Indoor Plant Care
Information for homeowners,
garden centre personnel,
and plantscape technicians.
Shrubs Trees Hedges Roses
The majority of trees and shrubs which are planted in the average garden soon outgrow their allotted space if they are not controlled in some way. When planting they are usually placed too close to each other and even smaller specimens soon become overcrowded as many of them in their natural habitat would grow to fill an area the size of some gardens, so to have a variety of shrubs some can be removed to make room, but usually they are pruned. To maintain a roughly natural look it has to be done carefully and preferably started before the plants become overgrown. Anticipating where branches are likely to end up and removing them at an early stage will produce a better looking plant, reduce the size of the scars and the chances of disease entering.
There is a great mystique about 'the correct way to prune' and many people approach it with trepidation. By following a few basic rules the desired effect can be achieved, but there is more to it than chopping off the unwanted limbs at random.
The equipment required is not extensive for most tasks; secateurs and loppers will usually suffice. A good pair of gloves is recommended and for very thorny specimens such as Pyracantha welding gauntlets, which are made from split cowhide, are inexpensive and effective - also when feeding prunings into a shredder. For thicker branches a pruning saw fits into narrow spaces and the cutting action which usually works on the pull stroke are very effective
The growth of plants is affected by a number of factors - the obvious ones being nutrients, light and water. As well as increasing or decreasing the amount of nutrients applied to a plant the growth rate of a tree or shrub can be altered by the removal of branches or roots at particular times. If the branches are pruned in summer when they are producing food, then less will be available for storage to grow shoots the following year. This explains the choice of summer or winter pruning of fruit trees - to keep cordons in check they are pruned in the summer. When some of the top-growth is removed the roots which nourished it are still in place so the plant can soon replace it. This is used to advantage when pollarding or coppicing a tree. The vigorous regrowth is not always desirable, particularly when training fruit trees. In the winter the roots of a tree can be pruned to prevent stored starch being taken back up to produce unwanted growth. Another technique which used to be popular is ring-barking where a section of the bark is removed, thus preventing the descent of sap for storage in the roots.
The growth of plants is controlled by the release of special chemicals or hormones, which affect the rate of cell division and elongation. For example if light is restricted to one side of the plant the cells on the opposite side of the stem receive more of the growth hormone promoting division, bending the top, and therefore the leaves, towards the light.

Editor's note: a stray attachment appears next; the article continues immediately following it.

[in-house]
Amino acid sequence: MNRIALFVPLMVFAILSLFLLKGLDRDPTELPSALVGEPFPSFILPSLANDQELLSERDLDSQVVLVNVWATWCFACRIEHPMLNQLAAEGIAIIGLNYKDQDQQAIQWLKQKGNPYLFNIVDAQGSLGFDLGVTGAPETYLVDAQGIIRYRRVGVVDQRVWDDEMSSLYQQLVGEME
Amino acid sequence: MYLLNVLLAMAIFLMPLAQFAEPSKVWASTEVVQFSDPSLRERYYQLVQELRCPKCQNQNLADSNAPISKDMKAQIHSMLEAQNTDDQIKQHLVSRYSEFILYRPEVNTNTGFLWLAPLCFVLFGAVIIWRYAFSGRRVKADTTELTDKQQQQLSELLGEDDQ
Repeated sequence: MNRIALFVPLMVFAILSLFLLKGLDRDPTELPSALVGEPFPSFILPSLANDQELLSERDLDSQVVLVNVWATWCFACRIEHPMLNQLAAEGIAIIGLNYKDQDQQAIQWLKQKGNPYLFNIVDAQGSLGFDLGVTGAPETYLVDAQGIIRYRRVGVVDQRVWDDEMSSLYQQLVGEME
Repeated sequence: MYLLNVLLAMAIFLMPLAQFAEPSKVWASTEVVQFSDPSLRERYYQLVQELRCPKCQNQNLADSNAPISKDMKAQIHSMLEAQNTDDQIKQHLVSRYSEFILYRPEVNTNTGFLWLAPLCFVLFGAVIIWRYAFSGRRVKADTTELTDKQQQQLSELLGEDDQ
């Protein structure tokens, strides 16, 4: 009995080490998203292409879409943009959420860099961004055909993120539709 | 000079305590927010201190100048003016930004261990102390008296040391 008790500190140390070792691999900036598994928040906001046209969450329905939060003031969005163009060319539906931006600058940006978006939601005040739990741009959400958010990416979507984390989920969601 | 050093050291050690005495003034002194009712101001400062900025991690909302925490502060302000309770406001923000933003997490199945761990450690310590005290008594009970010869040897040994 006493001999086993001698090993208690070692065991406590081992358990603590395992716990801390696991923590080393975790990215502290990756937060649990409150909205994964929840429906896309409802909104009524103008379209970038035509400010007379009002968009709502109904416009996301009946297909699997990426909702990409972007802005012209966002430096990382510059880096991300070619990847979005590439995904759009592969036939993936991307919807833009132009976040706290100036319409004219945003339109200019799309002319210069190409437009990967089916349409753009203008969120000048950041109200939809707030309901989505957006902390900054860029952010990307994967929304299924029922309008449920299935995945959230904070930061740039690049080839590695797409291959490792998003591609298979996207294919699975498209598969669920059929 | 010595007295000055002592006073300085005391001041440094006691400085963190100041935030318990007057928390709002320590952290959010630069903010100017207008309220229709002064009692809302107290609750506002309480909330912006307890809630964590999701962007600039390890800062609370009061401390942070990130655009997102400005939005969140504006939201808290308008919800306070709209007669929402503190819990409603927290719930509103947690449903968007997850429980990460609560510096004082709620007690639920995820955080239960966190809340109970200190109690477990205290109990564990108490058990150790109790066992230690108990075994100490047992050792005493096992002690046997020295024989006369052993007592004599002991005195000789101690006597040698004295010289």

There is also an influence known as apical bud dominance. In this case the apical or topmost bud is producing lots of auxins to allow it to grow and some of it is carried down in the sap where it suppresses growth in buds lower down the stem. If the apical bud is removed this influence ends and the lateral shoots begin to grow. This is an important factor to remember when pruning as it can be used to promote the required growth when training a shrub or tree.
If a shrub is growing unevenly logic would dictate that the excess growth should be removed, but this will cause the smaller shoots further down the pruned branch to burst into growth. By pruning out some of the shoots on the shorter side their apical dominance is removed, so more growth is promoted. There are probably reasons why there is unbalanced growth such as a lack of light or exposure to the wind so there may always be a tendency for the imbalance to occur.
Hygiene is an important consideration and any tools used should be disinfected after pruning infected material or before pruning plants such as fruit trees which are prone to disease. This can be done by swabbing the blades with methylated spirit or by playing a flame over them - a cigarette lighter is handy for this. Do not use a strong flame such as a blowtorch close to the blade as overheating it will remove its 'temper' and it will not keep its sharp edge.
On trees which are prone to disease any cut larger than the capacity of loppers, requiring a saw, should have ragged edges trimmed smooth and treated with a wound sealing compound. It contains fungicides which should fend off an attack until the plant starts to heal over the scar naturally.
As well as controlling vigour or changing the shape of a shrub or tree, pruning can be done to improve the health of the plant by allowing better airflow. Also developing fruiting or flowering spurs is achieved by careful pruning.
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